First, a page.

A long time ago I learned that if you were going to be the fat kid in school you had to be funny. Otherwise you had no friends. You can thank that epiphany for the countless hours of laughing I have provided you over the years. All joking aside, I'm naturally witty and funny, but I'm also naturally overweight. Always have been. I can remember the first time I recognized my fat rolls. It was fourth grade, and I was in a grey ROXY tshirt that had a stripe of orange flowers across the chest. I was in my bedroom sitting at my desk to do homework, when I glanced up and caught sight of myself in my full body mirror and there they were. I'd been teased and called fat countless times before--even by members of my own family, but it was that moment when I recognized it in myself. That was the first time I told myself I was fat. Once I tried to pay attention to how often I said that or something similar to myself. I gave myself three hours, and had to stop because I lost count of how many times I had to check myself. Who's ready to get uncomfortable?! We are totally going there today, people...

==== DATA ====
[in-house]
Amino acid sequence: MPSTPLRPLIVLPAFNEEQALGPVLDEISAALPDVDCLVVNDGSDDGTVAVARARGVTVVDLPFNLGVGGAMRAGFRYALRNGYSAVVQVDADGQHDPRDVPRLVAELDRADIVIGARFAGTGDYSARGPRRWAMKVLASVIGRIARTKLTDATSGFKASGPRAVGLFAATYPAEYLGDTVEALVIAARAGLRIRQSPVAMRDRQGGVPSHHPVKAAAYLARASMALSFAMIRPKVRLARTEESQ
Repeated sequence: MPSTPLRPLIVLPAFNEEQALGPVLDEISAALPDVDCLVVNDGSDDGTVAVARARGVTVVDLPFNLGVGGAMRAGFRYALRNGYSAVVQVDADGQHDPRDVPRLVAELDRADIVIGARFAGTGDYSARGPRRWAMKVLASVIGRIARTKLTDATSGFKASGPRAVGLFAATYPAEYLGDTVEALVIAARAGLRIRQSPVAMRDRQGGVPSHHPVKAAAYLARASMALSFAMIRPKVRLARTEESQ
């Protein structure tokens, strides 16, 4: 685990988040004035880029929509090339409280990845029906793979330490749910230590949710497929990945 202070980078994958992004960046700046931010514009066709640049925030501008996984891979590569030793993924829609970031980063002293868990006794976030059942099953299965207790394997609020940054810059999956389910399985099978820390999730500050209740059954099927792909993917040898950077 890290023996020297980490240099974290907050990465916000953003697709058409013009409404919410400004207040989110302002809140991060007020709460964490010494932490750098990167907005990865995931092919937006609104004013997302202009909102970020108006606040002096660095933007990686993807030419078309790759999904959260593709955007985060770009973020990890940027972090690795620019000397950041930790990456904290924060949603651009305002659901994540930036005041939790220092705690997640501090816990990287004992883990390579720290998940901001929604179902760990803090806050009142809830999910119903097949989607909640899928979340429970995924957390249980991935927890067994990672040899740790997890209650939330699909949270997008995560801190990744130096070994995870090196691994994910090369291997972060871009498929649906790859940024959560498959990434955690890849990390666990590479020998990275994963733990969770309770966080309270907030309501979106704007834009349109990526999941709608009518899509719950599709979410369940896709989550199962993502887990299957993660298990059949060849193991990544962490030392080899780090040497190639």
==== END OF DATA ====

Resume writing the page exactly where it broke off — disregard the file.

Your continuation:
I'd be willing to wager that almost all girls struggle with something in regards to their body...too short, too tall, too fat, too skinny, no curves, you get it. For me, though, it has always been being overweight. I'm not very tall, which works against me in the weight gain department. When I gain a pound it looks like 12, unlike my tall counterparts who gain a pound and look like they lost 4. Freaking Amazonians... You go ahead with your legs for days and skinny waist, and I'll be over here standing on a chair to reach the ranch dressing at the back of the fridge. I've always been active--softball, tumbling, cheerleading--but I've also always been an eater. Like a shove the wrapper down under stuff in the garbage can so as to hide the evidence kind of eater. I eat when I'm hungry. I eat when I'm bored. I eat when I'm happy. I eat when I'm sad. If there is food, or the chance for it, I'm gonna be there.